• 57% of the respondents consider grocery shopping a tedious chore or simply pick up items on their budget and leave (Figure 2)
  • Nearly a third of the respondents (32%) purchase tea based on the recommendation of their retail shopkeeper(Figure 2)


  1. Consumers struggle to identify and find genuinely unadulterated products


People are often unaware of the quality checks they need to put in place before purchasing products. To illustrate:

  • Nearly a quarter of respondents (24%) are unsure of how to check for adulteration in a product
  • Although there are many quality brands, 24% of the respondents are still under the misconception that pure and natural products tend to be more expensive.
  • 8% of the respondents are very concerned that a lot of products they buy may be adulterated (Figure 4)
  • Data suggests that more than a quarter of respondents (26%) do not check anything and simply assume that loose tea is of good quality
  • More than a fifth (22%) base their decision to purchase tea on price and promotional offers at the store (Figure 5)


Elaborating on the survey findings, Puneet Das, President, Packaged Beverages, India & South Asia, Tata Consumer Products Limited, said, “Karnataka Quality Paradox aims to educate consumers on the harmful effects of consuming adulterated tea, thereby encouraging them to transition to pure tea choices. The tea market has evolved dramatically in the past few years as more consumers are interested in good quality food products that offer taste as well as assurance of quality by trusted brands. Tata Tea Kanan Devan urges tea drinkers to recognize and stay aware of the right tea choice for their health and well-being”.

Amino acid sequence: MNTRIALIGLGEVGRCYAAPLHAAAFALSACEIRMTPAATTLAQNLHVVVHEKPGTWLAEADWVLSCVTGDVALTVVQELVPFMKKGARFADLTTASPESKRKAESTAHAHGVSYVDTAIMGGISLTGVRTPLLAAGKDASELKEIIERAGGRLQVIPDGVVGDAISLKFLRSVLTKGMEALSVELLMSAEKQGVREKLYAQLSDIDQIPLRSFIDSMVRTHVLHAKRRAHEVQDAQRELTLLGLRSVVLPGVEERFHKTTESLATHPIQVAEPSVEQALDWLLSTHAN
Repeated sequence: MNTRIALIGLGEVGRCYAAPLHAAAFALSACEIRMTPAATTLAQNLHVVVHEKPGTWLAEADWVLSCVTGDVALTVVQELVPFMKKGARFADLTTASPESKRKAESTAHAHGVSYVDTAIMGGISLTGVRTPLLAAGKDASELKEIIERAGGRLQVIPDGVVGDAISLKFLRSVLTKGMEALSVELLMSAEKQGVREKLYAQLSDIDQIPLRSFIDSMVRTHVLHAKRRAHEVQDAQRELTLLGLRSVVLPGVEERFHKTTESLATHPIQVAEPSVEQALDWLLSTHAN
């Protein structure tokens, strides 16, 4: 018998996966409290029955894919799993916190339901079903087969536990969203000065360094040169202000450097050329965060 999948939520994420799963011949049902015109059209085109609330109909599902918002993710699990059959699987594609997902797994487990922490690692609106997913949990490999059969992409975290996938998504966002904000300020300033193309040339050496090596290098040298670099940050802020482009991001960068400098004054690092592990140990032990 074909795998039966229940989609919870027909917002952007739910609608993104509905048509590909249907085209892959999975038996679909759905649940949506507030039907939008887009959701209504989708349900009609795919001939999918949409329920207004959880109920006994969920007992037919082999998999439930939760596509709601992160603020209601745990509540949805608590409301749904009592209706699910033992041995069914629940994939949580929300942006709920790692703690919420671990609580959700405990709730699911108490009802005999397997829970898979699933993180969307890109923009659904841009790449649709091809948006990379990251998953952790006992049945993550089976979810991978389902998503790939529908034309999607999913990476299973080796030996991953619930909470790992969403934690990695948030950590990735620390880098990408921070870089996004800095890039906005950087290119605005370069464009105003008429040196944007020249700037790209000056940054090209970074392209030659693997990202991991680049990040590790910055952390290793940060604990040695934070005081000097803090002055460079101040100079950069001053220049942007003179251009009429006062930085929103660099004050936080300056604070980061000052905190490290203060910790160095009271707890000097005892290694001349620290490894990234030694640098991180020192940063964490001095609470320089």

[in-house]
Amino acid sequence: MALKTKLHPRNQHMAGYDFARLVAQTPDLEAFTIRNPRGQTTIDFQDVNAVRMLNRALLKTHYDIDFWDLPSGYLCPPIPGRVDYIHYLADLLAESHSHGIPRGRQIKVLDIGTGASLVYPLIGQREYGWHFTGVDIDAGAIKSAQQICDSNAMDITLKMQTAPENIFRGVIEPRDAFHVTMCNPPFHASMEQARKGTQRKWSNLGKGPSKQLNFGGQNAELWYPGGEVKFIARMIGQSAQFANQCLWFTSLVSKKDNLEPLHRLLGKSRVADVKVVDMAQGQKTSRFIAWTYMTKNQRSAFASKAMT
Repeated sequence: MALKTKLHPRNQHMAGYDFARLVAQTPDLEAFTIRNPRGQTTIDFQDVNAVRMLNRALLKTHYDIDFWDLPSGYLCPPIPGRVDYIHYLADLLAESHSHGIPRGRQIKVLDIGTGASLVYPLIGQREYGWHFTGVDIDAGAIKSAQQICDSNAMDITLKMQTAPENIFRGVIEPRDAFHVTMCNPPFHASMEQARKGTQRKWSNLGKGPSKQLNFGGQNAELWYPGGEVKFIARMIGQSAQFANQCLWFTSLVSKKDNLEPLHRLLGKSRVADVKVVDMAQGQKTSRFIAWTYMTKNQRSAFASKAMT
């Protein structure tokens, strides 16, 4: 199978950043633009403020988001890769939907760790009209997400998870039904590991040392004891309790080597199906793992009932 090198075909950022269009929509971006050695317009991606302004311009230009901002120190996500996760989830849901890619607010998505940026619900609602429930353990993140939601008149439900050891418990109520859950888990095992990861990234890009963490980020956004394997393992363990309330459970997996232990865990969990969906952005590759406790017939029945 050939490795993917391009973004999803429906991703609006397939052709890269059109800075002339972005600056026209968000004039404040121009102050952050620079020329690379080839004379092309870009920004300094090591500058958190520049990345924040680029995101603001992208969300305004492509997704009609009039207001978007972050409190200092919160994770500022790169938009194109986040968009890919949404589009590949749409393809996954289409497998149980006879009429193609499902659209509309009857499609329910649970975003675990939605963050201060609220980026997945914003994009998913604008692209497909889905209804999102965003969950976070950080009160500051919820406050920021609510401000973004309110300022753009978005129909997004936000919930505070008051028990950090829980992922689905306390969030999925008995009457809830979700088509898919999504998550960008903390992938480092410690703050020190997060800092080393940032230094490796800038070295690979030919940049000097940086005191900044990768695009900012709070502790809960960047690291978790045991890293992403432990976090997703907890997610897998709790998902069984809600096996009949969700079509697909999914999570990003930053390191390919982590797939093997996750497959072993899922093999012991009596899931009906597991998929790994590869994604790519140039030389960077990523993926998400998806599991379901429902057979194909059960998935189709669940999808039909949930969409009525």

Kavita Devgan, Nutritionist, speaking about the Tata Tea Kanan Devan survey findings said, “More than a year into the pandemic, Indians have greatly altered their shopping and food consumption habits with a focus on choosing products for their wellbeing. Despite high awareness on the benefits of consuming pure food products, it is surprising to note the disparity in food product purchases. For instance, the report suggests that close to 67% consumers still purchase loose tea which could be adulterated, possibly leading to health issues. This can be easily prevented by opting for products from brands that are trustworthy”.

In order to promote awareness on food safety, Food Safety and Standards Authority of India (FSSAI) recommends Detect Adulteration with Rapid Test (DART), a compilation of common quick and basic tests for detecting food adulterants. These preliminary tests can be used to detect adulterants in common food products like tea, milk, spices and pulses. For e.g Exhausted tea leaves or artificial colourants can be easily identified by adding some tea leaves to a glass of water at room temperature. If the water colour changes immediately, the tea has been dyed with artificial colours and exhausted leaves. If not, the tea is free of adulterants.